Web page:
Since `-E' is not implied, `-MD' can be used to generate
a dependency output file as a side-effect of the compilation process.
Like `-MD' except mention only user header files, not system
Specify the source language: C, C++, Objective-C, or assembly. This has
nothing to do with standards conformance or extensions; it merely
selects which base syntax to expect. If you give none of these options,
cpp will deduce the language from the extension of the source file:
`.c', `.cc', `.m', or `.S'. Some other common
extensions for C++ and assembly are also recognized. If cpp does not
recognize the extension, it will treat the file as C; this is the most
Note: Previous versions of cpp accepted a `-lang' option
which selected both the language and the standards conformance level.
This option has been removed, because it conflicts with the `-l'
Specify the standard to which the code should conform. Currently cpp
only knows about the standards for C; other language standards will be
added in the future.
may be one of:
- The ISO C standard from 1990. `c89' is the customary shorthand for
this version of the standard.
The `-ansi' option is equivalent to `-std=c89'.
- The 1990 C standard, as amended in 1994.
- The revised ISO C standard, published in December 1999. Before
publication, this was known as C9X.
- The 1990 C standard plus GNU extensions. This is the default.
- The 1999 C standard plus GNU extensions.
Split the include path. Any directories specified with `-I'
options before `-I-' are searched only for headers requested with
#include "file"; they are not searched for
#include <file>. If additional directories are
specified with `-I' options after the `-I-', those
directories are searched for all `#include' directives.
In addition, `-I-' inhibits the use of the directory of the current
file directory as the first search directory for
See section 2.3 Search Path.
Do not search the standard system directories for header files.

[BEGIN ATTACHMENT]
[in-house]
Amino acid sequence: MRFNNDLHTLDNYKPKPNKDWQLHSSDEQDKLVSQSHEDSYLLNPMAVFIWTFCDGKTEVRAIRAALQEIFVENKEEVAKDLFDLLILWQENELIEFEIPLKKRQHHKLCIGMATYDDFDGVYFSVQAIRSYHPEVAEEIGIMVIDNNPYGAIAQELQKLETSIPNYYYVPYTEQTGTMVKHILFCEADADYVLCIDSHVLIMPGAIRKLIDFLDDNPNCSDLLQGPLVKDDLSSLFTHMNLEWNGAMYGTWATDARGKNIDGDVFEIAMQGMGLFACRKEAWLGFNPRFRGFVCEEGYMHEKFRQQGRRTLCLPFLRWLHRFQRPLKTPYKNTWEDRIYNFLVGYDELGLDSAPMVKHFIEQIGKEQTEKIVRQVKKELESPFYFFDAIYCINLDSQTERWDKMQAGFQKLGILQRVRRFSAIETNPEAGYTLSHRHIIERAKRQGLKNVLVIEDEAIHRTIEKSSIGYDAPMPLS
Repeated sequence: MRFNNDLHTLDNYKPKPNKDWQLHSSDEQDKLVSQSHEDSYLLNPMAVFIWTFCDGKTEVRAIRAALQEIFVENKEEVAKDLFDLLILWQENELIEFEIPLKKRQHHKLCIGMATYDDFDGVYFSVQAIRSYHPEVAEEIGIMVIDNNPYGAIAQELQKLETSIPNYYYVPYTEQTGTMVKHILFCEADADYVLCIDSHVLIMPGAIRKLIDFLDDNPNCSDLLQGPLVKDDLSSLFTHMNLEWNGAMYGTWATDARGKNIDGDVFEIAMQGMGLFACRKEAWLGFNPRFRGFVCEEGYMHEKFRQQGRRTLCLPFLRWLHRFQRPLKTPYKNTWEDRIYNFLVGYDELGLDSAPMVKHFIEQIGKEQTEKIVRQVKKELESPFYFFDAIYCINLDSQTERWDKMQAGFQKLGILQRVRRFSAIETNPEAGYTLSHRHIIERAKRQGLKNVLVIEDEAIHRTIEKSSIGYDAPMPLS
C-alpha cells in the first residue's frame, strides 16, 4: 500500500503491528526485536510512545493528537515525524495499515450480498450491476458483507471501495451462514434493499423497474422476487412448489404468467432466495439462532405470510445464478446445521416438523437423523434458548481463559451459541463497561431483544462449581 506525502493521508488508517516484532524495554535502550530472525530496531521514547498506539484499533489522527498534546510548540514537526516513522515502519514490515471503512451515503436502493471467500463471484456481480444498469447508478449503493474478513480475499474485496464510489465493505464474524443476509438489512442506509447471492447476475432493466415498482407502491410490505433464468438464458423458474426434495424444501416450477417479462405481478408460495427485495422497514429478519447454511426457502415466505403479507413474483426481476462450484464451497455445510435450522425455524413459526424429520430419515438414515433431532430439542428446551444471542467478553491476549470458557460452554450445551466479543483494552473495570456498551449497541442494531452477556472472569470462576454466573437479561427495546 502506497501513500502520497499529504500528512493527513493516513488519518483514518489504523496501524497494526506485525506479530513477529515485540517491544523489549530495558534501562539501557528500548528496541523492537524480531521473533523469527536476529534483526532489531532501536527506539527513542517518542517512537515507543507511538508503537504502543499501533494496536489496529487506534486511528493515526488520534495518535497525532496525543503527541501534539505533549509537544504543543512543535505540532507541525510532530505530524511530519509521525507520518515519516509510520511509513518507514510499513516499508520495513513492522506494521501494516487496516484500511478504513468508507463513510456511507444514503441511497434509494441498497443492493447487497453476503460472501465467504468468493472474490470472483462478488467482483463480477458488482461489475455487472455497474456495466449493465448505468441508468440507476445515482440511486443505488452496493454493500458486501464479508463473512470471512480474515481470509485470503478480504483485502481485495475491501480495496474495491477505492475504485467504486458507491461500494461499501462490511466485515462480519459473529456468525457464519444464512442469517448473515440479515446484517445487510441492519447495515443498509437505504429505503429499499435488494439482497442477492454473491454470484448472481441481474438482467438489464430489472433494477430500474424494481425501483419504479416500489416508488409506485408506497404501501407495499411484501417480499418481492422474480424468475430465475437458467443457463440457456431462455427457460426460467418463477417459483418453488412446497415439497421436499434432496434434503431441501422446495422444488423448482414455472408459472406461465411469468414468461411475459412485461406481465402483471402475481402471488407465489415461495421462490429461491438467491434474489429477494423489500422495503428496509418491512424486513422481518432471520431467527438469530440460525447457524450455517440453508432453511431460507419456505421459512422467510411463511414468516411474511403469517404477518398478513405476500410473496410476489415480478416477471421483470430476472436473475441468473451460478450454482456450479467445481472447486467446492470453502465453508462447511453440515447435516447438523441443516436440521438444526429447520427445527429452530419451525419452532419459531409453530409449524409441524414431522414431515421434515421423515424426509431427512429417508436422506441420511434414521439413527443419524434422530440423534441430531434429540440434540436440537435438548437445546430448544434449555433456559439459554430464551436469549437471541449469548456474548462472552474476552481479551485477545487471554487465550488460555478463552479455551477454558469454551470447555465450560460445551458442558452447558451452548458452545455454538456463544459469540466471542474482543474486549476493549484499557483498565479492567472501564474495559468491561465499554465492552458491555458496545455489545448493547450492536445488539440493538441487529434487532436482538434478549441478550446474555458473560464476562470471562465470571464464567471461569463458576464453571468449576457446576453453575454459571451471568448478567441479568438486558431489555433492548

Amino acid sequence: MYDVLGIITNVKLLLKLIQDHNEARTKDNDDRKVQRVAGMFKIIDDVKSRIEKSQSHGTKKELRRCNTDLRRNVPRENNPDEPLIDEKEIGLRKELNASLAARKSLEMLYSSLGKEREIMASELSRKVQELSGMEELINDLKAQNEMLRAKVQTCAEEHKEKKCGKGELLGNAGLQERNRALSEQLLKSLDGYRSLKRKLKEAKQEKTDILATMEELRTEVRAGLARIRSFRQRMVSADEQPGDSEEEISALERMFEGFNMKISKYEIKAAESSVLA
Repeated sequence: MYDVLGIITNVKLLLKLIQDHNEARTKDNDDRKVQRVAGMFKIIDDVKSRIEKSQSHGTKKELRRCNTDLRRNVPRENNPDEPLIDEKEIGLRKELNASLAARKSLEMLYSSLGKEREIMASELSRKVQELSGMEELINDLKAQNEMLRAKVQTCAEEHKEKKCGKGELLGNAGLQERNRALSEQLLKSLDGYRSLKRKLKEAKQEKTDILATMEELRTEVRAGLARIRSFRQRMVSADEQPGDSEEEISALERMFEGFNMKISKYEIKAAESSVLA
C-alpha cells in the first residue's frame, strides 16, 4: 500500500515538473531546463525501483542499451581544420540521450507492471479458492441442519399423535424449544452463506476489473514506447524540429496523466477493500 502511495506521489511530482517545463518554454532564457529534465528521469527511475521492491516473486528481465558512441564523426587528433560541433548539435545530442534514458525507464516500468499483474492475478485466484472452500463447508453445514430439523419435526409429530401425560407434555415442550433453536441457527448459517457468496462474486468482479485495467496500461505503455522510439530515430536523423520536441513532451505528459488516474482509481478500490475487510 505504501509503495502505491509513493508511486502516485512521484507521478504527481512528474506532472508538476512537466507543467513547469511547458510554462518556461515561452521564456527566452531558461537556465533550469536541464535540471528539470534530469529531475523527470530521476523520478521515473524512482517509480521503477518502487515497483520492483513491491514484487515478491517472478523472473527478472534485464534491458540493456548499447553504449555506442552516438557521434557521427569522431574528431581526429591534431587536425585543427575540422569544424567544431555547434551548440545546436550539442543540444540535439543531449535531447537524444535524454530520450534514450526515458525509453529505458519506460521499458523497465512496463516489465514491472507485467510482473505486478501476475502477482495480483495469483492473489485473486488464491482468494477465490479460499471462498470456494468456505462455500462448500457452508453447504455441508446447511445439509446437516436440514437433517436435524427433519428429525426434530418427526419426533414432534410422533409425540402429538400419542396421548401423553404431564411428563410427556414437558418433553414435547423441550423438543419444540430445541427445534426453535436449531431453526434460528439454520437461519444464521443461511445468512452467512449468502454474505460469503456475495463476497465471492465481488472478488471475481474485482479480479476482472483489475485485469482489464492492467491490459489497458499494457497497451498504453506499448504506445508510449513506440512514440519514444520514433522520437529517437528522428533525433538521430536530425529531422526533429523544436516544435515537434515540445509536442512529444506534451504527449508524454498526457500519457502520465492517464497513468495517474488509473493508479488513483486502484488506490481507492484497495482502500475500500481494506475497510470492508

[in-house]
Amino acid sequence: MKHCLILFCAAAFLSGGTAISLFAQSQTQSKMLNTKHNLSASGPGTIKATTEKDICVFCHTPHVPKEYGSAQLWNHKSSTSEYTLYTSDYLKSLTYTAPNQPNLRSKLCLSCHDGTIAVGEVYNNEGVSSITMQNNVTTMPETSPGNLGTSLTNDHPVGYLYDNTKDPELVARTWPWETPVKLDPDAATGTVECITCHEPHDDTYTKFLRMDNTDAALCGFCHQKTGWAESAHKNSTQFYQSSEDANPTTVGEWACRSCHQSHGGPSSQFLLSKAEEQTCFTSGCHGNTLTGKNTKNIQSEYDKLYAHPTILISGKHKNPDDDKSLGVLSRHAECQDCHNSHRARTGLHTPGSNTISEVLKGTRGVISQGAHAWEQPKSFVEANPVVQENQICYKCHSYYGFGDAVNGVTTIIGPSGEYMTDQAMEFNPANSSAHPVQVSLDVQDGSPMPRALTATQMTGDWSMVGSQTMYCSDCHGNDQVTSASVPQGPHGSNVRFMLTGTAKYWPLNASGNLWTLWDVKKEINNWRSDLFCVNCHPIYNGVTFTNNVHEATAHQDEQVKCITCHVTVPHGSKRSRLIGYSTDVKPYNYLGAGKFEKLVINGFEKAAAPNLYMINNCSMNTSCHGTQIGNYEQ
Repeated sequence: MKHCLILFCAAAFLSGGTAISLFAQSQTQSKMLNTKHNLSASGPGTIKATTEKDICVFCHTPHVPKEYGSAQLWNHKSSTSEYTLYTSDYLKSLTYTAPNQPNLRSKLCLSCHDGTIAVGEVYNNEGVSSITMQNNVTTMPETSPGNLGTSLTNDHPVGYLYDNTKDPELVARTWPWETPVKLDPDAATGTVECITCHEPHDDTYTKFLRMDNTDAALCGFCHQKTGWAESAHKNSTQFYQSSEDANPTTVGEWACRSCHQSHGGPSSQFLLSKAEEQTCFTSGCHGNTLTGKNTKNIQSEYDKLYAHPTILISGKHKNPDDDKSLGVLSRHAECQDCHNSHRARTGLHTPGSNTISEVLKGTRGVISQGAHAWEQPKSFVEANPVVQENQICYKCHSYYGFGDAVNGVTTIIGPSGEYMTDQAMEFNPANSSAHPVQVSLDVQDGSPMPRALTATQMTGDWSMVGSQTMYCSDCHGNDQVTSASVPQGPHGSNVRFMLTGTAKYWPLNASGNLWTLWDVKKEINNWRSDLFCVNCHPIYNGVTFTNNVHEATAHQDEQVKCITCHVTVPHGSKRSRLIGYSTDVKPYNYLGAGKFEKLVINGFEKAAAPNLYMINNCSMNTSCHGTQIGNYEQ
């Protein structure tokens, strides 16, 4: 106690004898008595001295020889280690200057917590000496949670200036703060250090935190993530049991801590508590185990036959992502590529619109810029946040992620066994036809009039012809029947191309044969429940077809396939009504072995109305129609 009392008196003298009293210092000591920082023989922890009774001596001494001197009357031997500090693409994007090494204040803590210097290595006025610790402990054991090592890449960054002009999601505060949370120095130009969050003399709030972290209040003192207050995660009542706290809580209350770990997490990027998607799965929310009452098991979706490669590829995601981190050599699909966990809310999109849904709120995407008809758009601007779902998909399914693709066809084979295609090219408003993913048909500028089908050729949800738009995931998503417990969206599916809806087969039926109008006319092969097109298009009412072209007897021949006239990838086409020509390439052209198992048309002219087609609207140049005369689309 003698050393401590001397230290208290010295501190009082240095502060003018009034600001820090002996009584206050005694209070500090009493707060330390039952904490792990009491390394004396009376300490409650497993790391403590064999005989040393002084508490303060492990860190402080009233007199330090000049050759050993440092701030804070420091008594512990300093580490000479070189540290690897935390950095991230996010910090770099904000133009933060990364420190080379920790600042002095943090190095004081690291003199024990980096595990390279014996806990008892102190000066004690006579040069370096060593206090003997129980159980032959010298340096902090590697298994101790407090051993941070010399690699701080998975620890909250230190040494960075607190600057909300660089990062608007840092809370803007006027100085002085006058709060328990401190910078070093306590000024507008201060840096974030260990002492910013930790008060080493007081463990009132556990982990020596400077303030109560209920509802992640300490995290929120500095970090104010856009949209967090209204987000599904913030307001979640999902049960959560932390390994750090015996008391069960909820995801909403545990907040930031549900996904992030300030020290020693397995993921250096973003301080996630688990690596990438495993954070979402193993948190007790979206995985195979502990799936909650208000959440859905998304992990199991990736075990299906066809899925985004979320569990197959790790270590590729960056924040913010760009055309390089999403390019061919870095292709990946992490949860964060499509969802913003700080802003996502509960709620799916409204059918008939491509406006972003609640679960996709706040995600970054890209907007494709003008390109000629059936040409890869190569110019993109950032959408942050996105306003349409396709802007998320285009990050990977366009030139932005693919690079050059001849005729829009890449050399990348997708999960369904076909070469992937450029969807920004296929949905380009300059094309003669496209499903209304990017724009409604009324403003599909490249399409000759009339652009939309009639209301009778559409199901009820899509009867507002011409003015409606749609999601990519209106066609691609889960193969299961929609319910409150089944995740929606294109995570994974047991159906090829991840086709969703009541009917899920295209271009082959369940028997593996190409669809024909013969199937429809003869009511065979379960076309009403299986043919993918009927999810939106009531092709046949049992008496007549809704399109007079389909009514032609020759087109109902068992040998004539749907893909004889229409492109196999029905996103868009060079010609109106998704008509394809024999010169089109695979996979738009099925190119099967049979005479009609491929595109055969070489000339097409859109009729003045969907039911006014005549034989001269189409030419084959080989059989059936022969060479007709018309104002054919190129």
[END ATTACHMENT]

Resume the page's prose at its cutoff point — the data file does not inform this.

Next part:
Only the directories you have specified with `-I' options
(and the directory of the current file, if appropriate) are searched.
Do not search for header files in the C++-specific standard directories,
but do still search the other standard directories. (This option is
used when building the C++ library.)
Process file as if
#include "file" appeared as the first
line of the primary source file. However, the first directory searched
for file is the preprocessor's working directory instead of
the directory containing the main source file. If not found there, it
is searched for in the remainder of the
#include "..." search
chain as normal.
If multiple `-include' options are given, the files are included
in the order they appear on the command line.
Exactly like `-include', except that any output produced by
scanning file is thrown away. Macros it defines remain defined.
This allows you to acquire all the macros from a header without also
processing its declarations.
All files specified by `-imacros' are processed before all files
specified by `-include'.
Search dir for header files, but do it after all
directories specified with `-I' and the standard system directories
have been exhausted. dir is treated as a system include directory.
Specify prefix as the prefix for subsequent `-iwithprefix'
options. If the prefix represents a directory, you should include the
Append dir to the prefix specified previously with
`-iprefix', and add the resulting directory to the include search
path. `-iwithprefixbefore' puts it in the same place `-I'
would; `-iwithprefix' puts it where `-idirafter' would.
Use of these options is discouraged.
Search dir for header files, after all directories specified by
`-I' but before the standard system directories. Mark it
as a system directory, so that it gets the same special treatment as
is applied to the standard system directories.
See section 2.7 System Headers.
Indicate to the preprocessor that the input file has already been
preprocessed. This suppresses things like macro expansion, trigraph
conversion, escaped newline splicing, and processing of most directives.
The preprocessor still recognizes and removes comments, so that you can